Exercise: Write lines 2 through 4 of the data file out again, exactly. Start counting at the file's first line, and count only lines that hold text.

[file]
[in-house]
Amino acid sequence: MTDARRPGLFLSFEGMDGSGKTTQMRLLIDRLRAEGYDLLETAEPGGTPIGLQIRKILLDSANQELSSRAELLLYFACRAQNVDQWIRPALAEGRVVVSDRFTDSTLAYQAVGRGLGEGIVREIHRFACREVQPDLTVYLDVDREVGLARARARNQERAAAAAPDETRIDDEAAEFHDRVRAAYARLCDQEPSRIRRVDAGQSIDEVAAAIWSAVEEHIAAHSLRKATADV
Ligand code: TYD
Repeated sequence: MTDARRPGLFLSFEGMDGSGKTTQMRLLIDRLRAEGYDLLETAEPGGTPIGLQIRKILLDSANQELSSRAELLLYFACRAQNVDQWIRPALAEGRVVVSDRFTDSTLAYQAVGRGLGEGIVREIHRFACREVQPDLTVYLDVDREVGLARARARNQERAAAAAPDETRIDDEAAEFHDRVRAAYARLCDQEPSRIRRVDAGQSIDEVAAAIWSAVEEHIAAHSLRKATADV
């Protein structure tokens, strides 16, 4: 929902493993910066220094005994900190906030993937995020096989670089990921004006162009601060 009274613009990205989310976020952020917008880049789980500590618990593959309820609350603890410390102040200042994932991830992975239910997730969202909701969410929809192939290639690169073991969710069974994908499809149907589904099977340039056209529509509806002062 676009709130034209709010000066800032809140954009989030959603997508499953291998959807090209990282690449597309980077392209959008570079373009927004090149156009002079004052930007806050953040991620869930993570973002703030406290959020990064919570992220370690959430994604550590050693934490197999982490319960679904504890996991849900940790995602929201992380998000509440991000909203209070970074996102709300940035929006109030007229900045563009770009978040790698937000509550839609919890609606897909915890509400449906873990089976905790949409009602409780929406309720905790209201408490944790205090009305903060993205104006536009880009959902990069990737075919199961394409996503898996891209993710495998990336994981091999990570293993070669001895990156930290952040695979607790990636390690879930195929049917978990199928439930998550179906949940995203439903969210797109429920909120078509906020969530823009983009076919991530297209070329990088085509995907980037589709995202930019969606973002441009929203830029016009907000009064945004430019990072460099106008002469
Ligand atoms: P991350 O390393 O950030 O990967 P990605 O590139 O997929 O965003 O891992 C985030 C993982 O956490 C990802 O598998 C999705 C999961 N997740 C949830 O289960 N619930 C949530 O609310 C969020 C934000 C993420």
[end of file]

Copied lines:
Amino acid sequence: MTDARRPGLFLSFEGMDGSGKTTQMRLLIDRLRAEGYDLLETAEPGGTPIGLQIRKILLDSANQELSSRAELLLYFACRAQNVDQWIRPALAEGRVVVSDRFTDSTLAYQAVGRGLGEGIVREIHRFACREVQPDLTVYLDVDREVGLARARARNQERAAAAAPDETRIDDEAAEFHDRVRAAYARLCDQEPSRIRRVDAGQSIDEVAAAIWSAVEEHIAAHSLRKATADV
Ligand code: TYD
Repeated sequence: MTDARRPGLFLSFEGMDGSGKTTQMRLLIDRLRAEGYDLLETAEPGGTPIGLQIRKILLDSANQELSSRAELLLYFACRAQNVDQWIRPALAEGRVVVSDRFTDSTLAYQAVGRGLGEGIVREIHRFACREVQPDLTVYLDVDREVGLARARARNQERAAAAAPDETRIDDEAAEFHDRVRAAYARLCDQEPSRIRRVDAGQSIDEVAAAIWSAVEEHIAAHSLRKATADV